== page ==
chicano parents, on the other hand, push thier kids to low-skilled, low-wage jobs so that they can help out the family. because in mexico, ur skin color was a barrier as well as economic standing.

the difference is in thinking in the short-term vs. the long term, and in coming from countries where education is a means of mobility vs. one where education is a dead end.

Cathreina 05-26-2006 09:01 PM

Re: education y nuestra raza
 
Quote:

My friends son, he just passed kindergarden i believe. To pass he had to know his numbers up to 100. A TEST ALREADY!!! Now i do think education is important, i think it is more important then test are. Test never define how much one truley knows.
I feel that tests are needed to determine whether or not the studen themselves are grasping what is being taught. It defines the student who may be well advanced who can possibly be moved on into a more advanced class to the student who is having a bit of trouble and who may need special attention. And actually thosse just learning to count to a hundred in kindergarden are already behind because in this day and age, this is already being taught in pre-school to 4 yr olds.

Quote:

I think people also, society as well, make to much a big deal about going to SCHOLASTIC institutions. Higher learning is good, i know that. But there are other schools out there besided SCHOLASTIC schools. Such as trade schools and tech schools. They are just as good as any university. But you alwyas hear about GO TO A UNIVERSITY, GO THERE, it will get you a good job. That is not always the case. Besides that, to much a big thing is made on making money. You need a college education to make big money. But that is not true. Besides that why be greedy anyways. Why iss the only reason you are going to school is to make lots of money?
I believe this is up to an individual and just how far they want to expand their education. Nohting wrong with a trade/tech school, but lets say for instance a master carpenter after graduating wants to start his/her own business or take over a business. Sure some may say they will hire someone to take care of the administrative end, but I've seen many people lose everything they had because they did not have the administrative education to see that the one they hired didn't rob them blind or run their business into the gutter. I don't see additional education as a way to only get the big bucks, but a way to stay competitve in the career world.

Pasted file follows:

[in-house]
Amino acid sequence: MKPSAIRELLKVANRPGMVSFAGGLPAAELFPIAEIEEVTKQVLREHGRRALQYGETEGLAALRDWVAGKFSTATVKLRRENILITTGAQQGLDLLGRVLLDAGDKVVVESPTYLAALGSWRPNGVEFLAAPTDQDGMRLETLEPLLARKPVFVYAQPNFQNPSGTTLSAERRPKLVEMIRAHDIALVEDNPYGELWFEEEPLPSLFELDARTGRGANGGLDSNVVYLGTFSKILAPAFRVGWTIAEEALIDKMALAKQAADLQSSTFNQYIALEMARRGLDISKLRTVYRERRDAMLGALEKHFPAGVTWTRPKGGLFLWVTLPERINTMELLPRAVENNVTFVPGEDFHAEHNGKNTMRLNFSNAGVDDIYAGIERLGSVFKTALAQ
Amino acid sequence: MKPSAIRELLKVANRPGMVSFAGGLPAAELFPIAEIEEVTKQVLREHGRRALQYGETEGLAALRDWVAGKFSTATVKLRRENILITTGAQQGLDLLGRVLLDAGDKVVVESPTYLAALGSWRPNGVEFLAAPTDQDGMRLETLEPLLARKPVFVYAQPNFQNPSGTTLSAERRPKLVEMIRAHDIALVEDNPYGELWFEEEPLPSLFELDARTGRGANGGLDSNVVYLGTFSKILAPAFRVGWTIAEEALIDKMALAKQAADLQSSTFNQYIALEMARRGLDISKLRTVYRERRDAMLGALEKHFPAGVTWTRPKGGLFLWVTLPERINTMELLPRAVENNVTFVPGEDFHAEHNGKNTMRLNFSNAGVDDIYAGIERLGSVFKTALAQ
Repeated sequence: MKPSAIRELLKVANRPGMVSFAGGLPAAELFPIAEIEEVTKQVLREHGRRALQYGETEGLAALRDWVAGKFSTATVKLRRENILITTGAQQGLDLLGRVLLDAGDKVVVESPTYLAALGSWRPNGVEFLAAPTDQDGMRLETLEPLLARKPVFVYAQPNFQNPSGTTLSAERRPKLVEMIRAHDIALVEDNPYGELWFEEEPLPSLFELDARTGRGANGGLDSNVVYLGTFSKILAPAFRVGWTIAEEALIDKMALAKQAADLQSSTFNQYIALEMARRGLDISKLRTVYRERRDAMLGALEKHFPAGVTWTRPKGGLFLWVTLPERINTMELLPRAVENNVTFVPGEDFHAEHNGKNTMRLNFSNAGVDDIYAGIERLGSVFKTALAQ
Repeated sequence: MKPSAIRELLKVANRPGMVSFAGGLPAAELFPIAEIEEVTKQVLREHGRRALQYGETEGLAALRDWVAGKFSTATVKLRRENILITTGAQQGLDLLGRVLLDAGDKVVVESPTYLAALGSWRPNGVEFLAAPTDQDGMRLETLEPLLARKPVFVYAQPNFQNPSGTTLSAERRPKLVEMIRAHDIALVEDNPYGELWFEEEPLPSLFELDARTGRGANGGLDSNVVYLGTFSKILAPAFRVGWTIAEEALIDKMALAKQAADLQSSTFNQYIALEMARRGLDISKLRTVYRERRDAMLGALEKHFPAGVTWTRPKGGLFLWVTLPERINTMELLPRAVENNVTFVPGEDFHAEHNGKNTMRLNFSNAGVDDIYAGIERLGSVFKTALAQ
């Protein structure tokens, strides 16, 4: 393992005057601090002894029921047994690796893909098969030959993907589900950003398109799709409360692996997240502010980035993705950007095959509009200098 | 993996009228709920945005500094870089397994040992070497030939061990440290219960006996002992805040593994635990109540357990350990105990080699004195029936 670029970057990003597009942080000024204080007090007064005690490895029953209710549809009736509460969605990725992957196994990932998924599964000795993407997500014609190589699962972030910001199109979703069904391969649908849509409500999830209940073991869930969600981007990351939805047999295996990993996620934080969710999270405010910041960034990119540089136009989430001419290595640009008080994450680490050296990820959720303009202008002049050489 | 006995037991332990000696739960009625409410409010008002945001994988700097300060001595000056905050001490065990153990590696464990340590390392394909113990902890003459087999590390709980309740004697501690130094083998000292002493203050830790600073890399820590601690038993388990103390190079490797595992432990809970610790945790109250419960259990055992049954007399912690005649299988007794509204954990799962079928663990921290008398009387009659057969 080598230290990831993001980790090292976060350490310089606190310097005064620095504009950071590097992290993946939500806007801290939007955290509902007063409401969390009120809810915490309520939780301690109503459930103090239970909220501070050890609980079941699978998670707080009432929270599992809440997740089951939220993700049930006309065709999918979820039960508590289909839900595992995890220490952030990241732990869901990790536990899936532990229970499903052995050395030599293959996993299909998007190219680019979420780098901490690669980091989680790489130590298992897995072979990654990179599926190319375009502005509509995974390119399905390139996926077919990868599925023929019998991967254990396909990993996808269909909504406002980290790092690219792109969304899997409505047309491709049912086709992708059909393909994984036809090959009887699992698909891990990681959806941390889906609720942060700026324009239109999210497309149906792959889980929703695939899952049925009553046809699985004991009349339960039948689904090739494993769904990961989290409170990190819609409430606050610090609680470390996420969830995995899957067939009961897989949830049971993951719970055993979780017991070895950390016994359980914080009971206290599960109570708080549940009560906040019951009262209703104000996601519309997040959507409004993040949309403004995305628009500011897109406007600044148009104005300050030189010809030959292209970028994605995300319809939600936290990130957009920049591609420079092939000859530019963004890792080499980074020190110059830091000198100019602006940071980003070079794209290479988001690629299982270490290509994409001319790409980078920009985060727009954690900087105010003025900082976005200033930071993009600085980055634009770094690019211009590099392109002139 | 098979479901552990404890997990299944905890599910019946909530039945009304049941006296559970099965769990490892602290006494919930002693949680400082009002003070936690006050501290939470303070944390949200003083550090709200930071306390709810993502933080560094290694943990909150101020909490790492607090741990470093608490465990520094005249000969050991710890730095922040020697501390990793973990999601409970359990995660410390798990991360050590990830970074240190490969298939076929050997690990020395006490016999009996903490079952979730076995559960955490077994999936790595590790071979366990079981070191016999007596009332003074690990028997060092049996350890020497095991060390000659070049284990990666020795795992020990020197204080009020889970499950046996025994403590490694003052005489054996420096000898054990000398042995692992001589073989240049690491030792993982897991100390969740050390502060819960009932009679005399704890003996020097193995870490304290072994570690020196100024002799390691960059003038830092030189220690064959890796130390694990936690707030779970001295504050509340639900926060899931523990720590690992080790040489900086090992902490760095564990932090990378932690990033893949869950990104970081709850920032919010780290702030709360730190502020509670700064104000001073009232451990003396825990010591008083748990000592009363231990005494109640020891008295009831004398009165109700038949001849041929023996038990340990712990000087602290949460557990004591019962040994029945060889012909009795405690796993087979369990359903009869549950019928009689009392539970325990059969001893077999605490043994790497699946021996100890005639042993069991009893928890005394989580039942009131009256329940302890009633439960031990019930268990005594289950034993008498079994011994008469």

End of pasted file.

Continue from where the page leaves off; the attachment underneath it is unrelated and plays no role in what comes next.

Professora 05-26-2006 10:46 PM

Re: education y nuestra raza
 
I've enjoyed reading everyone's posts!

As some others mentioned, I also learned a great deal from my parents at home before beginning my formal education. They taught me to read and write, work math problems, and took everyday activities as learning opportunities for me. My parents each went to community college for a while, but admit they were not intentional in their education. My mom went because she was waiting for my dad to get a full-time job so they could marry, and my dad enrolled because he was required to be in school for an internship program at a company. Neither of them completed an AA, but in their day, you really didn't need college to secure lucrative employment.

However, my parents could see the writing on the wall for the future, and they never gave me a choice about college--I was going one day, and that was final. In grade school, I was at least familiar with college as "the thing that comes after high school and helps people get good jobs." :) My parents didn't understand the academic requirements for the university, but they did understand that it was going to cost a lot of money. We made a deal when I was in about 6th grade--if I stayed out of trouble, and could get myself accepted to a university, they would make sure I had a way to go. I became the first person on either side of the family to attend a university, and later, the first to earn a bachelor's degree, and after that, the first to attend graduate school (my little sister went on to earn a BA, a teaching credential, and is currently in a graduate program, herself--I'm SO proud of her!). As I've mentioned to a few on Soy, I'm currently working on a PhD in Education.

With regard to some of the access and achievement motivation issues mentioned in this thread, to be honest, I really hated the entire K-16 process (kindergarten through the bachelor's degree). I had fun in school, and I earned good grades, but I didn't like the fact that so much of my day was dedicated to rote memorization--even in college. Someone mentioned "teaching to the test," which is so prevalent now because of legislation like No Child Left Behind. I argue that this has been going on in schools forever. It wasn't until graduate school that I really felt "free" in my learning. It helps that my department is VERY progressive, as well as supportive of the students, and I love that I have so many faculty members of color who really do care about improving the conditions of marginalized communities.